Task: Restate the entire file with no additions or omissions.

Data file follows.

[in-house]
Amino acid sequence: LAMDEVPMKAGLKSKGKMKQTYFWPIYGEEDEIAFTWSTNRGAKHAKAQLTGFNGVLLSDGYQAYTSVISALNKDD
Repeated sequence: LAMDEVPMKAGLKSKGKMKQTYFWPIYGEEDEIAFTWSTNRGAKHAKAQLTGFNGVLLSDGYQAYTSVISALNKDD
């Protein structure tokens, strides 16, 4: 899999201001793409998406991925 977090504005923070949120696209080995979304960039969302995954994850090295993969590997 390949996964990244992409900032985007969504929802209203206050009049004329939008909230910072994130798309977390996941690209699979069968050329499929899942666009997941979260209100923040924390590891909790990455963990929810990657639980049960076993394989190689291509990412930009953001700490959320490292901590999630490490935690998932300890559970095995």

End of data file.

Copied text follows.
[in-house]
Amino acid sequence: LAMDEVPMKAGLKSKGKMKQTYFWPIYGEEDEIAFTWSTNRGAKHAKAQLTGFNGVLLSDGYQAYTSVISALNKDD
Repeated sequence: LAMDEVPMKAGLKSKGKMKQTYFWPIYGEEDEIAFTWSTNRGAKHAKAQLTGFNGVLLSDGYQAYTSVISALNKDD
């Protein structure tokens, strides 16, 4: 899999201001793409998406991925 977090504005923070949120696209080995979304960039969302995954994850090295993969590997 390949996964990244992409900032985007969504929802209203206050009049004329939008909230910072994130798309977390996941690209699979069968050329499929899942666009997941979260209100923040924390590891909790990455963990929810990657639980049960076993394989190689291509990412930009953001700490959320490292901590999630490490935690998932300890559970095995």